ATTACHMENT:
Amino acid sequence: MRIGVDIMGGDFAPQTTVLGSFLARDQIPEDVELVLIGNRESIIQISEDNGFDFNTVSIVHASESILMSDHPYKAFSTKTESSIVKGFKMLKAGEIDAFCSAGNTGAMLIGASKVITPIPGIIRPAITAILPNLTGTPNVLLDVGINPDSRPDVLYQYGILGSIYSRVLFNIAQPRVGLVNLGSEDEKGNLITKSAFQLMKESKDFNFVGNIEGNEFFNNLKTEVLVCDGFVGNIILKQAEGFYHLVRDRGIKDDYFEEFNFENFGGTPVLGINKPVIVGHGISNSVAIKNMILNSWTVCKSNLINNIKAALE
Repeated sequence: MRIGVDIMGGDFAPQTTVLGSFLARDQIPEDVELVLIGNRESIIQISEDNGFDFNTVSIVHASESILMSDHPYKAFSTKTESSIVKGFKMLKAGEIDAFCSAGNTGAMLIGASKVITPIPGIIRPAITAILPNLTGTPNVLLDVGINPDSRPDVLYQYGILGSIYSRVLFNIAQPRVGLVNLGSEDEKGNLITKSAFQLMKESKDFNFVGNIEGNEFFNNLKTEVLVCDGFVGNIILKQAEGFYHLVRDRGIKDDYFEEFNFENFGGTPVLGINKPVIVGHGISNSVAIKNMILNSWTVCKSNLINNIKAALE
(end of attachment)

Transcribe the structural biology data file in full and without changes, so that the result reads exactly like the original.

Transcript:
Amino acid sequence: MRIGVDIMGGDFAPQTTVLGSFLARDQIPEDVELVLIGNRESIIQISEDNGFDFNTVSIVHASESILMSDHPYKAFSTKTESSIVKGFKMLKAGEIDAFCSAGNTGAMLIGASKVITPIPGIIRPAITAILPNLTGTPNVLLDVGINPDSRPDVLYQYGILGSIYSRVLFNIAQPRVGLVNLGSEDEKGNLITKSAFQLMKESKDFNFVGNIEGNEFFNNLKTEVLVCDGFVGNIILKQAEGFYHLVRDRGIKDDYFEEFNFENFGGTPVLGINKPVIVGHGISNSVAIKNMILNSWTVCKSNLINNIKAALE
Repeated sequence: MRIGVDIMGGDFAPQTTVLGSFLARDQIPEDVELVLIGNRESIIQISEDNGFDFNTVSIVHASESILMSDHPYKAFSTKTESSIVKGFKMLKAGEIDAFCSAGNTGAMLIGASKVITPIPGIIRPAITAILPNLTGTPNVLLDVGINPDSRPDVLYQYGILGSIYSRVLFNIAQPRVGLVNLGSEDEKGNLITKSAFQLMKESKDFNFVGNIEGNEFFNNLKTEVLVCDGFVGNIILKQAEGFYHLVRDRGIKDDYFEEFNFENFGGTPVLGINKPVIVGHGISNSVAIKNMILNSWTVCKSNLINNIKAALE